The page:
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Google wants to be Muslims’ go-to source for all things Ramadan

This Saturday, July 20, 2013 file photo shows sun setting behind minarets of a mosque a few minutes before Iftar, the meal served at dusk when Muslims break their day-long fast during the month of Ramadan, in Dubai, United Arab Emirates.
AP Photo/Kamran Jebreili
Planning for Ramadan.
By Alice Truong
Published Last updated This article is more than 2 years old.

Google is taking its YouTube videos, traffic data, and information about local businesses and neatly packaging them into a Ramadan guide for observing Muslims.

The web app, called My Ramadan Companion, includes local tips and other relevant information, such as the time for sunset, to help Muslims plan their days during their 30 days of fasting.

“With My Ramadan Companion, we hope we can help you take care of the little things, so you can focus on the big things,” associate product marketing manager Zain Kamal Masri wrote in a blog post.

My Ramadan Companion

The guide will also push relevant information to Google Now, the search giant’s intelligent assistant. The Mountain View, California company’s been working to improve Google Now so it better understands context and ultimately becomes more actionable (for instance, giving users the option to hail an Uber or make restaurant reservations on OpenTable from their phones based on their schedules, location, or what they’re talking about, without having to launch a separate app).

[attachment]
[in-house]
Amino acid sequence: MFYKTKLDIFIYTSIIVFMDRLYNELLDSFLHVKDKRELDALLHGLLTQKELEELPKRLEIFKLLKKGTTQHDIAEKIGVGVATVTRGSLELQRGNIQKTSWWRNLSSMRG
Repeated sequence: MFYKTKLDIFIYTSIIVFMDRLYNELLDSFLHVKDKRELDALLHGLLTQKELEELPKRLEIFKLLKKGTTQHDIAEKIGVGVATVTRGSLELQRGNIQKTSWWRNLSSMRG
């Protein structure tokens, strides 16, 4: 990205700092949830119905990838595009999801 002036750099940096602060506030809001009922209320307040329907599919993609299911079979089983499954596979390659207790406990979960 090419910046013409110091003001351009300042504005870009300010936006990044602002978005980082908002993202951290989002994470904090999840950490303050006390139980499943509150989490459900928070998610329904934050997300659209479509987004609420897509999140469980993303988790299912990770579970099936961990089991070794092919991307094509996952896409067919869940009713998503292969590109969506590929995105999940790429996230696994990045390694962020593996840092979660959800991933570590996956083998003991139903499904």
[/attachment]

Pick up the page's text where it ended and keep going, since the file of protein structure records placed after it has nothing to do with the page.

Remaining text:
Depending on users’ location, Google Now will surface relevant information, such as Ramadan news, nearby Halal restaurants, popular YouTube videos, and app recommendations on their smartphones.

Google may have a hard time convincing Muslims that it can be an authoritative source on Ramadan. In some parts of the world, Muslim conventions are decided upon by religious hierarchies, whereas in other parts the holy month leaves some room for interpretation. For example, in the US, where 0.9% of the population identifies as Muslim, it’s debatable when Ramadan even starts (was it last night, June 18, or tonight?). Haroon Moghul, a fellow at the Institute for Social Policy and Understanding and a columnist at the Muslim Observer, previously described the predicament to Quartz as follows:

Some Muslims believe that astronomical calculation alone can tell you when the first crescent moon which marks the start of Ramadan will appear, and so have their answer in advance. I, however, belong to a second camp that believes that the Prophet Muhammad specifically said one must combine calculation with a physical sighting of the moon.

Muslims in Northern Europe, meanwhile, disagree on how long they should fast each day during Ramadan. Fasting typically happens from dawn to dusk, but days in that region can last as long as 21 hours, which has led some to shorten fasting time.

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